Annual #2 is the last issue in the current run of Titans before the team join in with the events of No Justice and then get a semi-reboot in Titans Special #1 in June. As Dan Abnett was given 36 pages to tie things up, I expected quite a lot to be packed into this issue…But I was wrong. I’d like to kick off with a list of things you probably expected to happen in this issue but which don’t. Even the absence of an event counts as a spoiler though, so I’ll hide the list in the tag below.
• All the Titans appearing in the issue. Only four of them feature.
• Cheshire showing up, since she is on the cover.
• Roy and Donna getting together.
• The Justice League acknowledging the Titans saved their butts.
• A farewell to the Titans that won’t be part of Dick’s new team in June. Hopefully this will be explained in No Justice instead.
• Information pertaining to the mystery behind ‘Rebirth’. Ages ago, Abra Kadabra dropped a hint about ‘Manhattan’ which led the team to establish their new headquarters in New York but we haven’t heard anything else since then. Okay, maybe this one was less of an expectation and more like wishful thinking.
So how does Abnett fill the pages instead? With a few splash pages and lots of recapping. I observed a couple of weeks ago when reviewing issue #22 that Mallah and the Brain are likeable bad guys but that we’ve seen too much of them in this arc. As usual, there’s plenty of bickering between them but this time there are breaks for Mallah to inexplicably tell the reader information we already know; at the beginning of the book, he tells us what stage the Brain’s plan is currently at, complete with images of the Justice League fighting back around the world (very similar to shots of them we saw last issue) and towards the end of the book he tells us about the creation of Bliss again. Not only that, but during his second explanation, there’s a race against time going on which he should be devoting his attention to instead.
I’m sorry to say that the titular superheroes don’t fare much better in terms of dialogue. Abnett gets this team and through speech, thought captions and body language, we’re always made aware of the emotional state of each character (usually with characteristic speech patterns and behaviour thrown in, e.g. Wally being all heart and mischief). However, for some reason, the dialogue is super cheesy this issue. There’s a lot of ‘Titans Together!’ and your feelings for this issue as a whole will probably hinge on how much quipping you can handle.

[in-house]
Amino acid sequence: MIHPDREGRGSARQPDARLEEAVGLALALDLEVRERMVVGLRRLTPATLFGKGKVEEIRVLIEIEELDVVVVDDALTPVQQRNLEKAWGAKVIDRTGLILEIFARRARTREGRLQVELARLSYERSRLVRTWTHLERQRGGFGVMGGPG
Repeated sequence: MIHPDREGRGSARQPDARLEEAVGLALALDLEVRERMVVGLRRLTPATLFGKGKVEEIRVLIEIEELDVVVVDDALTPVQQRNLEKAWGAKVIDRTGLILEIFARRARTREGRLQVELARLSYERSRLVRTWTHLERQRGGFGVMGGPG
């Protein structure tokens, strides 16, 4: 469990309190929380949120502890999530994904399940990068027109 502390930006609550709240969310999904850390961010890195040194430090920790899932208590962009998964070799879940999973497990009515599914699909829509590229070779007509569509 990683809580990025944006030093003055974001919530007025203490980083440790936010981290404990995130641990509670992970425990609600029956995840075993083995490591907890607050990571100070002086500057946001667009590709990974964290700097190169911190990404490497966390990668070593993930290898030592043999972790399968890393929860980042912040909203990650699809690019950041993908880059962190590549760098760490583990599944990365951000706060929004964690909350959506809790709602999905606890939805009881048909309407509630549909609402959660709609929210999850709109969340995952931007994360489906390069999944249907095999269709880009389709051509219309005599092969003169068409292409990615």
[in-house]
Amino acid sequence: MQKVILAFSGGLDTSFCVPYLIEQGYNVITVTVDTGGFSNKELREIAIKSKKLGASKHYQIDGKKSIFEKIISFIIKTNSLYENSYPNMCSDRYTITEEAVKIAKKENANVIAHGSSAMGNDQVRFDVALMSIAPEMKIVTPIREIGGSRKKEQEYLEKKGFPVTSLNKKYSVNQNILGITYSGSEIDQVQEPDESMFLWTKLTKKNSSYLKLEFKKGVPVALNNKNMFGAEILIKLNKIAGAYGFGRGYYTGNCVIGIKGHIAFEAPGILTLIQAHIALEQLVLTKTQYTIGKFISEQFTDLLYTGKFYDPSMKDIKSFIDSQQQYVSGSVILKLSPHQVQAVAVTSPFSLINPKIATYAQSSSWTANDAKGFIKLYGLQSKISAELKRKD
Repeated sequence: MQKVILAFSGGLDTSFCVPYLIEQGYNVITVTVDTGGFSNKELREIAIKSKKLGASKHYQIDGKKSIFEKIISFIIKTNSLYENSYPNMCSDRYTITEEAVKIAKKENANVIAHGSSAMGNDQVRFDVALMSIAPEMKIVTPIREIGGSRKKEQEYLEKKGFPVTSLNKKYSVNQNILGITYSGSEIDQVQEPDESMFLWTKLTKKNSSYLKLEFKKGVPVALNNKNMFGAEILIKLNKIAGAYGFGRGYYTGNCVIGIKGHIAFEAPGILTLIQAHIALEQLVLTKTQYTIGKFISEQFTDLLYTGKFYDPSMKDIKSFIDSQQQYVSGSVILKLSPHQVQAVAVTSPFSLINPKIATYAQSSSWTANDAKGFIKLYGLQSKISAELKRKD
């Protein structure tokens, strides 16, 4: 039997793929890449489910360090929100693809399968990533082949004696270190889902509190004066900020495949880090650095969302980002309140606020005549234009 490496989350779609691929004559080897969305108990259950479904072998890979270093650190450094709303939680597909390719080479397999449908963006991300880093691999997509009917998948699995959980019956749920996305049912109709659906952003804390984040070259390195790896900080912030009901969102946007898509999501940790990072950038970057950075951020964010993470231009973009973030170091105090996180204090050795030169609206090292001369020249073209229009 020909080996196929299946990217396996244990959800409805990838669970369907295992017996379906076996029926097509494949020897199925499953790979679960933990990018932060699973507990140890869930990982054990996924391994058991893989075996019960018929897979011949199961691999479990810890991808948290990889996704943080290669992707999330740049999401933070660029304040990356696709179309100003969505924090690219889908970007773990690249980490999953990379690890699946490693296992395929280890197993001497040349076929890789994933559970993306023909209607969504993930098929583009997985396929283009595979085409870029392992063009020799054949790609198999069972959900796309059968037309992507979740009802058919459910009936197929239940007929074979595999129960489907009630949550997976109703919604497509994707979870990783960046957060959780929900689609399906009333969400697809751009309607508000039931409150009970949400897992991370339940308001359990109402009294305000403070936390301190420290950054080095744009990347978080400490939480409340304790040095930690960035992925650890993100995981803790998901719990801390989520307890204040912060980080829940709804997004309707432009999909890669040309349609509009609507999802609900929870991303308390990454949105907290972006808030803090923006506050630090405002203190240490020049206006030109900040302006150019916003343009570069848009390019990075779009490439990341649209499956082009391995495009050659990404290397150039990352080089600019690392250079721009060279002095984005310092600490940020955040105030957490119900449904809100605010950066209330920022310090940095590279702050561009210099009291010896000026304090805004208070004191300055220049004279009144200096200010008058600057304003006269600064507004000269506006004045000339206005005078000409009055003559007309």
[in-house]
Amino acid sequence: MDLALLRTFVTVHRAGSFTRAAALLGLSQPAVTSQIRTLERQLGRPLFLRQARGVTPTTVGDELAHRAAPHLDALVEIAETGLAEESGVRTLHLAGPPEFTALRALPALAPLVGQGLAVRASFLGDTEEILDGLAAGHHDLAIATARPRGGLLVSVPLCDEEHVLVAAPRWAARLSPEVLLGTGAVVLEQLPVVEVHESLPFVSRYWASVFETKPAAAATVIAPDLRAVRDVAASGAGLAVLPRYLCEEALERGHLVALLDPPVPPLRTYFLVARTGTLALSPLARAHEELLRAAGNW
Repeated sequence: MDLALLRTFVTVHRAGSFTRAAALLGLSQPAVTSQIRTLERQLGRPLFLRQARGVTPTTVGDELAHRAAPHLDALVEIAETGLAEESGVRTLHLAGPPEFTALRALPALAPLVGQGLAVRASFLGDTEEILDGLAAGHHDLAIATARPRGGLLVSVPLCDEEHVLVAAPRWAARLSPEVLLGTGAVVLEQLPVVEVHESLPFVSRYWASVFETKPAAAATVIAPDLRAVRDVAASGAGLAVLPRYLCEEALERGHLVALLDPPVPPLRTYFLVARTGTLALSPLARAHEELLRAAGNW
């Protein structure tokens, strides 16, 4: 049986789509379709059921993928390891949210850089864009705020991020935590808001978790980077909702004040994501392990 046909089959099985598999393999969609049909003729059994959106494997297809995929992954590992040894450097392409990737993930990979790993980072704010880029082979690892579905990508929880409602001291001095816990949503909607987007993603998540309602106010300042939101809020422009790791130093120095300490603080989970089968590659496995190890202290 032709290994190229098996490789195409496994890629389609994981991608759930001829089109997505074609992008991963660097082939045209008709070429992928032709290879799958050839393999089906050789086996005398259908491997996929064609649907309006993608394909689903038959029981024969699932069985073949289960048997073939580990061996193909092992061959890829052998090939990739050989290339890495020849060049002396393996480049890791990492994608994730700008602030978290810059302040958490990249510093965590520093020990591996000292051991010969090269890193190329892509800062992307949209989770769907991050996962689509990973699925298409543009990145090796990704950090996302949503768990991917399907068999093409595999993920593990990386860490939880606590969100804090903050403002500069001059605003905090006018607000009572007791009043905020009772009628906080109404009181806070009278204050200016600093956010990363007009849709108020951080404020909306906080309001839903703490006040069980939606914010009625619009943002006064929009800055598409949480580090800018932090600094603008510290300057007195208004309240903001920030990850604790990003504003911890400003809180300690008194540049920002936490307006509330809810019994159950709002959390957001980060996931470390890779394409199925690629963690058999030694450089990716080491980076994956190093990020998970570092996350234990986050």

For all it’s faults, it’s still a good read. The resolution of the story is satisfying, the threat is suitably large scale for a series finale and two characters that have been having a rough time lately each get their own badass moment.
Art duties are shared this issue between Tom Grummett and Tom Derenick. When I opened the issue, I was pleased to see Grummett’s clean lines and how polished and detailed the substrates looked after their less substantial treatment at the hands of Pelletier in issue #22. I’m not crazy about how cartoonish he draws Batman and Mallah (whose eyes have doubled in size between issues) but the rest of the cast, particularly Donna and Roy, look fantastic (though I’m not sure how Roy healed so quickly after the beatdown he received last issue). I didn’t read the credits on my first skim through so when Derenick takes over halfway through, I was pretty shocked. His second page is a group shot of the Titans and their proportions are totally different! The pictures of Donna above demonstrate the jarring change of artist at the halfway point. Derenick’s art picks up from there though, especially in closer shots of the team and he excels when staging a fight between acrobats Dick and Mallah.
• You want to know whether the Brain succeeds in taking over and/or destroying the world.
• You love these guys even when they’re being really cheesy.
• You don’t mind a resolution to the arc in place of a resolution to the series.
Overall: Though its a fully functioning and occasionally emotional ending to the storyline, Titans Annual #2 doesn’t quite live up to the build-up and, despite the extra pages, fails to give us any inkling of where the team are headed in the future.